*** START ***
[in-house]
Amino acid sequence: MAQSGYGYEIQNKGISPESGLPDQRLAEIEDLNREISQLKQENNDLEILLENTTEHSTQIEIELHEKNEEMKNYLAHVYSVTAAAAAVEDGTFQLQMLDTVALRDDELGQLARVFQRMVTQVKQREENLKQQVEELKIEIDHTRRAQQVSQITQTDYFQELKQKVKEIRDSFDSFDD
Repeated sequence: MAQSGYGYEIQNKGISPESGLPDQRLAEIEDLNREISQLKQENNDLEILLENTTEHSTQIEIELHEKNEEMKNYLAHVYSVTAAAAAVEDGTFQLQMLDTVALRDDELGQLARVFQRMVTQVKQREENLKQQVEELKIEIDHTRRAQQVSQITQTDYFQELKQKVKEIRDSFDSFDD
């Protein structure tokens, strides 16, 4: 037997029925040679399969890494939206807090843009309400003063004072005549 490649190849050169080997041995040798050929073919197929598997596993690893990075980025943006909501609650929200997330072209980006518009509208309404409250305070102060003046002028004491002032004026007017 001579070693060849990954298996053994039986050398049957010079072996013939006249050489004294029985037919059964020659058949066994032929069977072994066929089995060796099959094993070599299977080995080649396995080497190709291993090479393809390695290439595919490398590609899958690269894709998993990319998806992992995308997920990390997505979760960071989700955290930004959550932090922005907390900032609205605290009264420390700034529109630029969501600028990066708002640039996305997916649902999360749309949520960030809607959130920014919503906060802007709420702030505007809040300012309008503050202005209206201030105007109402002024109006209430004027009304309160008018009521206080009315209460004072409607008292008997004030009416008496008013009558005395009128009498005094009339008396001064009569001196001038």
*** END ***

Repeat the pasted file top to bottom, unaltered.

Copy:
[in-house]
Amino acid sequence: MAQSGYGYEIQNKGISPESGLPDQRLAEIEDLNREISQLKQENNDLEILLENTTEHSTQIEIELHEKNEEMKNYLAHVYSVTAAAAAVEDGTFQLQMLDTVALRDDELGQLARVFQRMVTQVKQREENLKQQVEELKIEIDHTRRAQQVSQITQTDYFQELKQKVKEIRDSFDSFDD
Repeated sequence: MAQSGYGYEIQNKGISPESGLPDQRLAEIEDLNREISQLKQENNDLEILLENTTEHSTQIEIELHEKNEEMKNYLAHVYSVTAAAAAVEDGTFQLQMLDTVALRDDELGQLARVFQRMVTQVKQREENLKQQVEELKIEIDHTRRAQQVSQITQTDYFQELKQKVKEIRDSFDSFDD
């Protein structure tokens, strides 16, 4: 037997029925040679399969890494939206807090843009309400003063004072005549 490649190849050169080997041995040798050929073919197929598997596993690893990075980025943006909501609650929200997330072209980006518009509208309404409250305070102060003046002028004491002032004026007017 001579070693060849990954298996053994039986050398049957010079072996013939006249050489004294029985037919059964020659058949066994032929069977072994066929089995060796099959094993070599299977080995080649396995080497190709291993090479393809390695290439595919490398590609899958690269894709998993990319998806992992995308997920990390997505979760960071989700955290930004959550932090922005907390900032609205605290009264420390700034529109630029969501600028990066708002640039996305997916649902999360749309949520960030809607959130920014919503906060802007709420702030505007809040300012309008503050202005209206201030105007109402002024109006209430004027009304309160008018009521206080009315209460004072409607008292008997004030009416008496008013009558005395009128009498005094009339008396001064009569001196001038």